Inaccuracies Abound as Media Digests Sun and Google Pact

The more that is written about the alliance between Sun and Google announced on Tuesday, the less it appears to resemble anything even close to the truth. But the Times of India really takes the biscuit – sorry guys, but how could anyone who listened to the announcement come to the conclusion that Sun and Google have merged?

According to the Times of India, "Google has announced a strategic merger with giant Sun Microsystems, in a deal that is expected to create another dent in arch-competitor Microsoft’s monopoly over the Internet."

Many of you will have spotted two pretty significant problems with this sentence. Firstly, Sun and Google announced an alliance, not a merger. Second, Microsoft does not have a "monopoly over the Internet". No-one does. Microsoft may have the lion’s share of the browser market, but that’s not the same as having a monopoly over the Internet. Besides, the Sun-Google collaboration is not so much about changing the dynamics of the browser market as it is about changing the dynamics of the desktop applications market.

The Indian Express fared slightly better, but they too seem to have witnessed a completely different press conference to the rest of the world. According to the paper, "Google Inc took a big step toward challenging Microsoft Corp’s dominance in computer word-processing and spreadsheets with the announcement today that it would distribute Java technology from Sun Microsystems Inc." Wrong again – Sun will distribute the Google Toolbar when people download Java from Sun. So far, Google has not said it will be distributing Java. They are exploring other ways to collaborate, they say, but there is no firm news yet.

Besides, how would Google’s distribution of Java increase its challenge against Microsoft’s word processing and spreadsheets applications business? 20 million people already download Java every month. 54 million people have downloaded Sun’s StarOffice and the open source OpenOffice applications suites. Now if Google were to distribute OpenOffice, it may hurt Microsoft Office a bit. But you can already get it for free pretty easily already, and if you don’t know where to look you can always do a search on Google for it.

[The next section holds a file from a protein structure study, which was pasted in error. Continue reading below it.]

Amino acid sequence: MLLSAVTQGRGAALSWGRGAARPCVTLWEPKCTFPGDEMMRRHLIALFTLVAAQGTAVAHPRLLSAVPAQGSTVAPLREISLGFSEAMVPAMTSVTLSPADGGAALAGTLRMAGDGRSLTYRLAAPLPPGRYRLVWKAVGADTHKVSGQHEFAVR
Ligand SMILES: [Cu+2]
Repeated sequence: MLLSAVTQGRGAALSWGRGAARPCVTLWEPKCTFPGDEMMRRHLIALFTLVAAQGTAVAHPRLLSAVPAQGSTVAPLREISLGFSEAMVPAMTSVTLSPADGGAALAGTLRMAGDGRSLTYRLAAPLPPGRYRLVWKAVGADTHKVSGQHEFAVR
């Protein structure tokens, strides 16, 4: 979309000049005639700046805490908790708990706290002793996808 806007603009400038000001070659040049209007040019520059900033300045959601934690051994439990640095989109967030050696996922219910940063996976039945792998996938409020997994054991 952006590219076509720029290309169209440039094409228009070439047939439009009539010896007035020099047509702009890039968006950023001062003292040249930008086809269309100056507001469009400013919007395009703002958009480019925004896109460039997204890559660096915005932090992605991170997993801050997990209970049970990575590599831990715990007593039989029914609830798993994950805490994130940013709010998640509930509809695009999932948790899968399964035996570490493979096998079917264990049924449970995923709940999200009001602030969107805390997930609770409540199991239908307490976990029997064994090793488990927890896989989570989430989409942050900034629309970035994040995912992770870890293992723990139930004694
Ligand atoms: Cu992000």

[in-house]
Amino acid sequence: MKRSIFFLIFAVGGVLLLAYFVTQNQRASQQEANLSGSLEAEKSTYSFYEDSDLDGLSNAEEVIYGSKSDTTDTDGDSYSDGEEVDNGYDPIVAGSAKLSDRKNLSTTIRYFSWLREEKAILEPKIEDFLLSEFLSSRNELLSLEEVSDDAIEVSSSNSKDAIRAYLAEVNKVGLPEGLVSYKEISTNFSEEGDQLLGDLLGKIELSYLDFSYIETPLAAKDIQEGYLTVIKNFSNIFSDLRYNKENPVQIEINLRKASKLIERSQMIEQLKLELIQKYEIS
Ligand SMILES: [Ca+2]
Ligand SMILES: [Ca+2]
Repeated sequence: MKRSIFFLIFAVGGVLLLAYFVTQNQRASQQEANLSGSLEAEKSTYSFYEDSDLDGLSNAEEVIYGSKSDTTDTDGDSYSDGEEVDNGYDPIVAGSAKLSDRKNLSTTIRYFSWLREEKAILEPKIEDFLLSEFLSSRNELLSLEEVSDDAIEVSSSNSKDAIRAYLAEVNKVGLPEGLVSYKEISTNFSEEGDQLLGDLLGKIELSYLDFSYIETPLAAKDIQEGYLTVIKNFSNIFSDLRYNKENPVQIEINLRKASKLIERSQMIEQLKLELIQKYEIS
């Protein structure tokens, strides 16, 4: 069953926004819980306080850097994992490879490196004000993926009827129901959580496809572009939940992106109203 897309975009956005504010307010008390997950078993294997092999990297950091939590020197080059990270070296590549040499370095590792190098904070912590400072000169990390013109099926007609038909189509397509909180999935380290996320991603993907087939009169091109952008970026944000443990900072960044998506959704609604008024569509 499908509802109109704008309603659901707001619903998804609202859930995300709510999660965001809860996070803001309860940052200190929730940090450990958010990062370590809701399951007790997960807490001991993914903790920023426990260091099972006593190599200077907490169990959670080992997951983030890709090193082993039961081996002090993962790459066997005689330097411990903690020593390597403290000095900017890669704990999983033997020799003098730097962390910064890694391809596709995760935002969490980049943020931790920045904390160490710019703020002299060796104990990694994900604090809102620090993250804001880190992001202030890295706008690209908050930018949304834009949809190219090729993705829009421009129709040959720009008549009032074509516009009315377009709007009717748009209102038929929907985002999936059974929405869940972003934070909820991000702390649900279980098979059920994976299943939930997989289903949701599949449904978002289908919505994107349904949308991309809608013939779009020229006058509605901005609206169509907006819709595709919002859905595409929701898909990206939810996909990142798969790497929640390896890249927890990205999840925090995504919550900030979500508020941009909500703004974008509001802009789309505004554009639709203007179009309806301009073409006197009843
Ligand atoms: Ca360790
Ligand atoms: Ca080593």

Then there was the strange news from Australia’s Brisbane Courier-Mail. While there was indeed – and still is – a huge amount of speculation as to whether Google will eventually offer to run OpenOffice in a hosted manner on its servers, the companies fell short of confirming that at the conference. Indeed they were pressed on this subject and would say only that it is all "legitimate speculation". Tell that to the Brisbane Courier-Mail, which wrote that: "Internet search engine Google has declared war on Microsoft, announcing plans to launch free spreadsheet and word-processing software online… Google has joined forces with US-based technology giant Sun Microsystems to allow web users to access Sun’s OpenOffice from any personal computer."

Incredibly that story was also picked up and run as fact by at least one UK IT publication. But neither company announced any such thing. The only distribution deal announced was that Sun will distribute the Google Toolbar when people download Java. That will increase Google traffic and the use of Google services perhaps, but has no bearing on Microsoft Office.

While there is indeed still speculation – I stress that it is speculation – that Google may later in the deal offer to either distribute OpenOffice to people visiting Google websites, or indeed host OpenOffice on its servers so people can create, store and share office documents right in their browser, neither of these will necessarily make a massive dent in Microsoft’s Office business.

As I say OpenOffice is already widely available. The added publicity may see some people turning to it but some have done that already – 54 million of them. OpenOffice, though an excellent office applications suite considering it is free, is not as feature rich as Microsoft Office. There are free open source application servers, and they have not killed off WebSphere or WebLogic, though they have created pricing pressure and forced those products to take in broader and broader functionality.

As for the idea of a fully hosted office suite, well that will not kill Microsoft Office either. For one thing, you would only be able to use that when you were online. What about when you are not? There are questions over performance for anything more intensive than writing a simple letter – think of the server farm Google would need to enable thousands of people to do complicated spreadsheet analysis concurrently.

There are questions as to whether Google would display adverts next to the letter you are writing. There are questions of privacy and security (though people already trust Hotmail, Yahoo, GMail et al with their email). There is the question of whether a hosted version would be as feature-rich as Microsoft Office, the issue of people’s familiarity with Office, the issue of Microsoft’s massive marketing budget, the issue of Microsoft’s forthcoming even-tighter integration between its various Windows applications, etcetera etcetera.

To cut a long story short, whatever Sun and Google have up their sleeves, they are unlikely to be able to march in and steal market share quite so easily. Microsoft won’t sit back and watch one of its best sellers take a drumming. But it will be watching developments closely, to be sure.

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